N2 - Muscular dystrophy is a severe degenerative disorder of skeletal muscle characterized by progressive muscle weakness. One subgroup of this disease is caused by a defect in the gene encoding one of the components of the dystrophin-glycoprotein complex, resulting in a significant disruption of membrane integrity and/or stability and, consequently, a sustained increase in the cytosolic Ca2+ concentration ([Ca2+]i). In the present study, we demonstrate that muscular dystrophy is ameliorated in two animal models, dystrophin-deficient mdx mice and δ-sarcoglycan-deficient BIO14.6 hamsters by dominant-negative inhibition of the transient receptor potential cation channel, TRPV2, a principal candidate for Ca2+-entry pathways. When transgenic (Tg) mice expressing a TRPV2 mutant in muscle were crossed with mdx mice, the [Ca2+]i increase in muscle fibers was reduced by dominant-negative inhibition of endogenous TRPV2. Furthermore, histological, biochemical and physiological indices characterizing dystrophic pathology, such as an increased number of central nuclei and fiber size variability/fibrosis/apoptosis, elevated serum creatine kinase levels, and reduced muscle performance, were all ameliorated in the mdx/Tg mice. Similar beneficial effects were also observed in the muscles of BIO14.6 hamsters infected with adenovirus carrying mutant TRPV2. We propose that TRPV2 is a principal Ca2+-entry route leading to a sustained [Ca2+]i increase and muscle degeneration, and that it is a promising therapeutic target for the treatment of muscular dystrophy.

AB - Muscular dystrophy is a severe degenerative disorder of skeletal muscle characterized by progressive muscle weakness. One subgroup of this disease is caused by a defect in the gene encoding one of the components of the dystrophin-glycoprotein complex, resulting in a significant disruption of membrane integrity and/or stability and, consequently, a sustained increase in the cytosolic Ca2+ concentration ([Ca2+]i). In the present study, we demonstrate that muscular dystrophy is ameliorated in two animal models, dystrophin-deficient mdx mice and δ-sarcoglycan-deficient BIO14.6 hamsters by dominant-negative inhibition of the transient receptor potential cation channel, TRPV2, a principal candidate for Ca2+-entry pathways. When transgenic (Tg) mice expressing a TRPV2 mutant in muscle were crossed with mdx mice, the [Ca2+]i increase in muscle fibers was reduced by dominant-negative inhibition of endogenous TRPV2. Furthermore, histological, biochemical and physiological indices characterizing dystrophic pathology, such as an increased number of central nuclei and fiber size variability/fibrosis/apoptosis, elevated serum creatine kinase levels, and reduced muscle performance, were all ameliorated in the mdx/Tg mice. Similar beneficial effects were also observed in the muscles of BIO14.6 hamsters infected with adenovirus carrying mutant TRPV2. We propose that TRPV2 is a principal Ca2+-entry route leading to a sustained [Ca2+]i increase and muscle degeneration, and that it is a promising therapeutic target for the treatment of muscular dystrophy.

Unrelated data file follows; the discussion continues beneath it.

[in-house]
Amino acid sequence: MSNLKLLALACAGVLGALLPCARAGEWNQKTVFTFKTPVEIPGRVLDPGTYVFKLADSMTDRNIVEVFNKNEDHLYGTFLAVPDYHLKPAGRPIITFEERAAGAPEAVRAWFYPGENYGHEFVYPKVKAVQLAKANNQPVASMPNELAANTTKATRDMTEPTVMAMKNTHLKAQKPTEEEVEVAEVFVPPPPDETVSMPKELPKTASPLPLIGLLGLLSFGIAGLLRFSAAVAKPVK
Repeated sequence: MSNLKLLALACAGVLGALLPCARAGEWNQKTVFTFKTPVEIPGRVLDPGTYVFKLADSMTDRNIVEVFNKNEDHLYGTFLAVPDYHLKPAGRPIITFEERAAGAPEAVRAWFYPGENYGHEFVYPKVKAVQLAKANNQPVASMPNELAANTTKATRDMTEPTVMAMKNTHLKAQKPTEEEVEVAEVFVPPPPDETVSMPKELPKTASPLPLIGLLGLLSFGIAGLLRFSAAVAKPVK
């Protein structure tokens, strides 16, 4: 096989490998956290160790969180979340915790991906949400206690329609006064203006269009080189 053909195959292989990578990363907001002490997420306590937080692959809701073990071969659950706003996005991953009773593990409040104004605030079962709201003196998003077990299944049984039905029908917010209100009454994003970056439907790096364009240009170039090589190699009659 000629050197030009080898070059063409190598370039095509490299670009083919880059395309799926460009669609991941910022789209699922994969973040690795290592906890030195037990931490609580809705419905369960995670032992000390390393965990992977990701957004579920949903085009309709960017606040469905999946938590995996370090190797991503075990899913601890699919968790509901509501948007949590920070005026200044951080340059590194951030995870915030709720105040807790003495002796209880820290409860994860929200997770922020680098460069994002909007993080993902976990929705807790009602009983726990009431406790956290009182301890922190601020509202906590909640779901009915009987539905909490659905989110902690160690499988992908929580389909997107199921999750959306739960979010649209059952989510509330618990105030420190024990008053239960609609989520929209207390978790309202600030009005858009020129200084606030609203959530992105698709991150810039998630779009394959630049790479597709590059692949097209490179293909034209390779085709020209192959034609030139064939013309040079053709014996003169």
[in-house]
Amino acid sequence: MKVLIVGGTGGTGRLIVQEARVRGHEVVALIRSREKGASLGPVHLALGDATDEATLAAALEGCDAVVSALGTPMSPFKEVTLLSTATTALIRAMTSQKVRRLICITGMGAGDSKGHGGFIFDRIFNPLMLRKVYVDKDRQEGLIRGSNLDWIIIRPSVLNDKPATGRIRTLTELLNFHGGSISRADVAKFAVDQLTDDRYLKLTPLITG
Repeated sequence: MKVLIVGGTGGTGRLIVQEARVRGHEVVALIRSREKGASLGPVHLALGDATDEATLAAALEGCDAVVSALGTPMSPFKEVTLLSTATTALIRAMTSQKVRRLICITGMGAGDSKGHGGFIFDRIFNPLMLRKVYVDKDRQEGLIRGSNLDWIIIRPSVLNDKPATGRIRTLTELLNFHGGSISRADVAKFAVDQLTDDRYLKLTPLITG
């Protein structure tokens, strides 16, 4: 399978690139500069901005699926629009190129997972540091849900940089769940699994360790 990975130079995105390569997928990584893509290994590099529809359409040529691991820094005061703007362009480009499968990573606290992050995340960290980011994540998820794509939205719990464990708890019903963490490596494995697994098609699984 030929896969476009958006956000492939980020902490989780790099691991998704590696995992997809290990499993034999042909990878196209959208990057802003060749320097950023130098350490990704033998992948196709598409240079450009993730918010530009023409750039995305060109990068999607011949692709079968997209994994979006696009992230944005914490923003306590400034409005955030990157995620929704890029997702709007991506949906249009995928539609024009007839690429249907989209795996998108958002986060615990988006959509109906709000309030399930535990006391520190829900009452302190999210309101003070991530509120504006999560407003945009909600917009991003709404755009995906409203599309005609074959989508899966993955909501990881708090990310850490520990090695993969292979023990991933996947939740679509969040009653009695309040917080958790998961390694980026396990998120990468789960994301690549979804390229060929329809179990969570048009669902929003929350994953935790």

UR - http://www.scopus.com/inward/record.url?scp=60549111210&partnerID=8YFLogxK

UR - http://www.scopus.com/inward/citedby.url?scp=60549111210&partnerID=8YFLogxK

U2 - 10.1093/hmg/ddn408

DO - 10.1093/hmg/ddn408

M3 - Article

C2 - 19050039

AN - SCOPUS:60549111210

VL - 18

SP - 824

EP - 834

JO - Human Molecular Genetics

JF - Human Molecular Genetics

SN - 0964-6906

IS - 5

ER -